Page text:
Ha, surprise, surprise, the Economist Intelligence Unit has found Singapore to be the 6th most expensive city in the world, and the 3rd most expensive in Asia (see story reproduced from the Straits Times below).
To be sure, I don’t want SG to be the cheapest in the world, if it means to be Karachi with all its problems (at least from what I hear and read about; not witnessed at first-hand).
Yet it doesn’t make me jump for joy to have our homeland be in the running to become the world’s most expensive city one day. Which we may well achieve if Minister of National Development Uncle Khaw Boon Wan has his way.
I refer of course to his plan/intention to build 700,000 units of housing over 17 years (to 2030) which works out to be about 40,000 per year. At an average cost of $500,000 per unit, we would be looking at $20 billion being poured into housing a year.
Guess what that would do to the need for foreign labour? Guess what even more immediately it would do for inflation!! And I’m not even including the doubling of MRT capacity, the expansion of bus fleets, new roads and highways!
As Barclay International’s economist says in the ST article below, “Singapore is not going to become cheaper by any measure as a place to live.”
Indeed! We could well have hyperinflation — unless the “worst” case scenario of 6.9 million population doesn’t pan out and SG leaders realise that early enough and we abandon building 40,000 homes a year long be4 2030 rolls round.
Indeed, I dare predict for sure, Mr Khaw would certainly not be in charge of MND — not all the way to 2030.
Indeed, I dare predict with some certainly that no one in the 3rd generation of PAP leadership — like those leading the White Paper on Population debate — would be around too. Not necessarily because PAP would no longer be in power but more likely to be because no one after the first and second generation of PAP leaders would have such political longevity. 🙄
But all of us with cash savings today and tomorrow will surely suffer the lingering effects of runaway inflation ignited today, come hell or high water.
So I certainly hope Singapore would never attain the dubious crown of being the world’s most expensive city. Fingers crossed 😆
S’pore is world’s 6th most costly city: SurveyBy Chia Yan MinSINGAPORE has been ranked the sixth most expensive city in the world, a survey by the business intelligence arm of the Economist magazine showed.
According to the Worldwide Cost of Living 2013 survey conducted by the Economist Intelligence Unit, Singapore is 35 per cent more expensive to live in than New York.
The Republic has moved up three places from last year’s ninth position, ranking it above cities such as Zurich, Paris and Geneva.
The survey compares the cost of living among 131 cities worldwide, using New York as a base city.
Carried out twice yearly, the survey compares more than 400 individual prices across 160 products and services. These include food, drinks, clothing, home rents, transport, utility bills and recreational costs.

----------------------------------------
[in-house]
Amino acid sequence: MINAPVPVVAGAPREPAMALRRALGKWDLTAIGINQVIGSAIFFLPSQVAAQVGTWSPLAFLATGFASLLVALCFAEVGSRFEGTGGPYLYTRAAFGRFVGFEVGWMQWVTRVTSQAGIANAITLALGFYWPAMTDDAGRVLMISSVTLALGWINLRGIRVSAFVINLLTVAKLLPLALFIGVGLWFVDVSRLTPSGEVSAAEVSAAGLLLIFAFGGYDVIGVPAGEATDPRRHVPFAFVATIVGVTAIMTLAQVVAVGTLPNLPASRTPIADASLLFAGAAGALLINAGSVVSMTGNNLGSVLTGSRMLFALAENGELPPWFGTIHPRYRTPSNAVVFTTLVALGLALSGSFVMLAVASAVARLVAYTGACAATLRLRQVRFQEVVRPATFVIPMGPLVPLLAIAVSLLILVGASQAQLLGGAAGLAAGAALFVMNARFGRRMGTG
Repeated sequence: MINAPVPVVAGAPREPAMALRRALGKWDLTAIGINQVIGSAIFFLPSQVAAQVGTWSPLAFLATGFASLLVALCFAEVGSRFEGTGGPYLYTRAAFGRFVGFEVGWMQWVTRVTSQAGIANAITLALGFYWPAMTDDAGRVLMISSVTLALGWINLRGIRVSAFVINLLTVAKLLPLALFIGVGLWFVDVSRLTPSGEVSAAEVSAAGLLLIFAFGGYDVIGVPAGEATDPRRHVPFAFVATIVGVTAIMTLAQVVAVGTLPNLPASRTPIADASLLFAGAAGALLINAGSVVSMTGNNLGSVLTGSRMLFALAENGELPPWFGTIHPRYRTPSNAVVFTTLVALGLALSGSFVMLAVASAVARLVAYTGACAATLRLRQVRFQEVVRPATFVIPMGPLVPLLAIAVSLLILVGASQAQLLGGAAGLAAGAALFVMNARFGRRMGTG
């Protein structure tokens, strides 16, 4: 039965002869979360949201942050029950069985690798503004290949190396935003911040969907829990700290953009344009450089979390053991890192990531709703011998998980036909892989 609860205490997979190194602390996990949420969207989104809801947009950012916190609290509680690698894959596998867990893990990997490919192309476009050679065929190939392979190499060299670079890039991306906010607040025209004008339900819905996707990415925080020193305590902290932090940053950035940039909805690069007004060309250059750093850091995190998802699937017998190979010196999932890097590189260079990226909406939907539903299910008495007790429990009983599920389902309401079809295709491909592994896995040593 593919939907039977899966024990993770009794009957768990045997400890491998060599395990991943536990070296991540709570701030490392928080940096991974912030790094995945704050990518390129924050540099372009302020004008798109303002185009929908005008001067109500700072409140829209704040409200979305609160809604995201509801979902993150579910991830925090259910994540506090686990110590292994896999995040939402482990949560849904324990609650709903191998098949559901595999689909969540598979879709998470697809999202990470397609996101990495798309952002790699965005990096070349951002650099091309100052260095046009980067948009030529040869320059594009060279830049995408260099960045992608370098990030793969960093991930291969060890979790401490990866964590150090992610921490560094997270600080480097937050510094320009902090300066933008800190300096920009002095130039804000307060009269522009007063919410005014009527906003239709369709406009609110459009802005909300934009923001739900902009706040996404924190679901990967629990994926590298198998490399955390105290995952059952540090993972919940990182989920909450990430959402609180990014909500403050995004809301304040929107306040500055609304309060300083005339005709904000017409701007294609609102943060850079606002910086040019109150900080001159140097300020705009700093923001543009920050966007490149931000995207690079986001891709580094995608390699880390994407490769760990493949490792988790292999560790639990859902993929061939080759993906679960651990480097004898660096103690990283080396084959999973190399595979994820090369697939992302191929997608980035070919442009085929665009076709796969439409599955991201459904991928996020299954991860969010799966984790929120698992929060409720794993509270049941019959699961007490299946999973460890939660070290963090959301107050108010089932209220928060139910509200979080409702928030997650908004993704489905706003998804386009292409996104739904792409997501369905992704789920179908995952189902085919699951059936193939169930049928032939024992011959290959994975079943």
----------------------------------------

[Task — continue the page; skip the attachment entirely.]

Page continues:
Tokyo topped the list this year as the most expensive city to live in, as it has almost every year for the past two decades.
In contrast, the Pakistani city of Karachi was at the bottom of the list and ranked as the cheapest city surveyed.
The survey findings also showed that the relative cost of living in Asian hubs, such as Singapore and Hong Kong, has risen.
This is largely due to rising wages and growth in the region.
Barclays Capital economist Leong Wai Ho said the cost of living here is likely to stay high for the foreseeable future.
“Singapore is not going to become cheaper by any measure as a place to live,” he said.
“The question is: Will cost of living increase at a pace that reflects growth in per capita income, and are we growing at the same rate as other Asian cities? The answers are not yet clear.”
OCBC economist Selena Ling said the main contributors have been asset inflation on the housing and transport fronts, as well as a tight labour market, leading to higher wage costs.
Ms Ling added that many of the cities on the list are high cost places within a country, unlike Singapore, which is a city state.
“There is no cheaper rural area people can decamp to, no economic hinterland,” she said.
Mr P.K. Basu, managing director and regional head of research and economics at Maybank Kim Eng, said the appreciation of the Singdollar against the US dollar and most other major currencies has also contributed to the higher relative cost of living.
Associate Professor Tan Khee Giap, co-director of the Asia Competitiveness Institute at the Lee Kuan Yew School of Public Policy, said the survey, which is targeted mainly at human resource managers and expatriate executives, should not be used as a benchmark for the lives of average Singaporeans.
“The high cost of living for expatriate executives in Singapore is due to private transport, rentals, alcohol, cigarettes and petrol, which is hardly surprising and not helped by rising property prices and higher COEs,” he said.